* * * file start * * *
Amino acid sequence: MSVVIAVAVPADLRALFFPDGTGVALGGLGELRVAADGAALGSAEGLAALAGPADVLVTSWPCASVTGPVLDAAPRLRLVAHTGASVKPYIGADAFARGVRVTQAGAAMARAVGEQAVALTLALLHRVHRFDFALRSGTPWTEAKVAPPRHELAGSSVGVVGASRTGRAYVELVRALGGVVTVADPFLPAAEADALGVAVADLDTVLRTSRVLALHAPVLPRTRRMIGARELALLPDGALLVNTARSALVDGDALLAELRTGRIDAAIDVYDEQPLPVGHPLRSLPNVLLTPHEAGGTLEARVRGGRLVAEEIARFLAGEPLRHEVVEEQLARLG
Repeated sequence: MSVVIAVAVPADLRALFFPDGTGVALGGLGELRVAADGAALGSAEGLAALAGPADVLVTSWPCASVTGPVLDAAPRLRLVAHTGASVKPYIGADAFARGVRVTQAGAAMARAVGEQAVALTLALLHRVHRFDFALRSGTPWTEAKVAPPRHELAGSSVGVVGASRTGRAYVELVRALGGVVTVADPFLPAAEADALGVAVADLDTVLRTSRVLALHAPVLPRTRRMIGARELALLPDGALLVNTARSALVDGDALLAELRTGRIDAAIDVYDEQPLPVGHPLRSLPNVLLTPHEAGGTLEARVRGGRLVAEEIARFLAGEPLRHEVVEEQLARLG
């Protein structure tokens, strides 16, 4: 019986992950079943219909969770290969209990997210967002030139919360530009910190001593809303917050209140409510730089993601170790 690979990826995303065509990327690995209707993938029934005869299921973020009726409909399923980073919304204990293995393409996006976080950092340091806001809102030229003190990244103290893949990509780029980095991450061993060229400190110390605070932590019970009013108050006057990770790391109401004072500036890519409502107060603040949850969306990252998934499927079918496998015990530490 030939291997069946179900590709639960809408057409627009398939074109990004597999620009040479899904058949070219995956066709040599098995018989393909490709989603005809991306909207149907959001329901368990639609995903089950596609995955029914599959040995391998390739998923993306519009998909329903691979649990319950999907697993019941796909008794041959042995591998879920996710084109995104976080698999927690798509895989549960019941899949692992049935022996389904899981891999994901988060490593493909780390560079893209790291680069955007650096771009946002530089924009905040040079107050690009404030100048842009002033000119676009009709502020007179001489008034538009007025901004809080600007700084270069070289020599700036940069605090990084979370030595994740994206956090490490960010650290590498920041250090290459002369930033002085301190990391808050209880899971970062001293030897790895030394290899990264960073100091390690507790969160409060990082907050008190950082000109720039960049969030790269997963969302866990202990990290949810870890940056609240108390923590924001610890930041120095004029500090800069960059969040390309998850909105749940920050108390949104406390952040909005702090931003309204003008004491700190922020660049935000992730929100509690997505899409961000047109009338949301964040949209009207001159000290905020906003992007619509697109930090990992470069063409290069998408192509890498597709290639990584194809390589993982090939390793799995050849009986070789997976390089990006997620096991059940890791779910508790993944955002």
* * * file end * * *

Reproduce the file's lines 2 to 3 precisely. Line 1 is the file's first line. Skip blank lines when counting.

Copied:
Repeated sequence: MSVVIAVAVPADLRALFFPDGTGVALGGLGELRVAADGAALGSAEGLAALAGPADVLVTSWPCASVTGPVLDAAPRLRLVAHTGASVKPYIGADAFARGVRVTQAGAAMARAVGEQAVALTLALLHRVHRFDFALRSGTPWTEAKVAPPRHELAGSSVGVVGASRTGRAYVELVRALGGVVTVADPFLPAAEADALGVAVADLDTVLRTSRVLALHAPVLPRTRRMIGARELALLPDGALLVNTARSALVDGDALLAELRTGRIDAAIDVYDEQPLPVGHPLRSLPNVLLTPHEAGGTLEARVRGGRLVAEEIARFLAGEPLRHEVVEEQLARLG
């Protein structure tokens, strides 16, 4: 019986992950079943219909969770290969209990997210967002030139919360530009910190001593809303917050209140409510730089993601170790 690979990826995303065509990327690995209707993938029934005869299921973020009726409909399923980073919304204990293995393409996006976080950092340091806001809102030229003190990244103290893949990509780029980095991450061993060229400190110390605070932590019970009013108050006057990770790391109401004072500036890519409502107060603040949850969306990252998934499927079918496998015990530490 030939291997069946179900590709639960809408057409627009398939074109990004597999620009040479899904058949070219995956066709040599098995018989393909490709989603005809991306909207149907959001329901368990639609995903089950596609995955029914599959040995391998390739998923993306519009998909329903691979649990319950999907697993019941796909008794041959042995591998879920996710084109995104976080698999927690798509895989549960019941899949692992049935022996389904899981891999994901988060490593493909780390560079893209790291680069955007650096771009946002530089924009905040040079107050690009404030100048842009002033000119676009009709502020007179001489008034538009007025901004809080600007700084270069070289020599700036940069605090990084979370030595994740994206956090490490960010650290590498920041250090290459002369930033002085301190990391808050209880899971970062001293030897790895030394290899990264960073100091390690507790969160409060990082907050008190950082000109720039960049969030790269997963969302866990202990990290949810870890940056609240108390923590924001610890930041120095004029500090800069960059969040390309998850909105749940920050108390949104406390952040909005702090931003309204003008004491700190922020660049935000992730929100509690997505899409961000047109009338949301964040949209009207001159000290905020906003992007619509697109930090990992470069063409290069998408192509890498597709290639990584194809390589993982090939390793799995050849009986070789997976390089990006997620096991059940890791779910508790993944955002």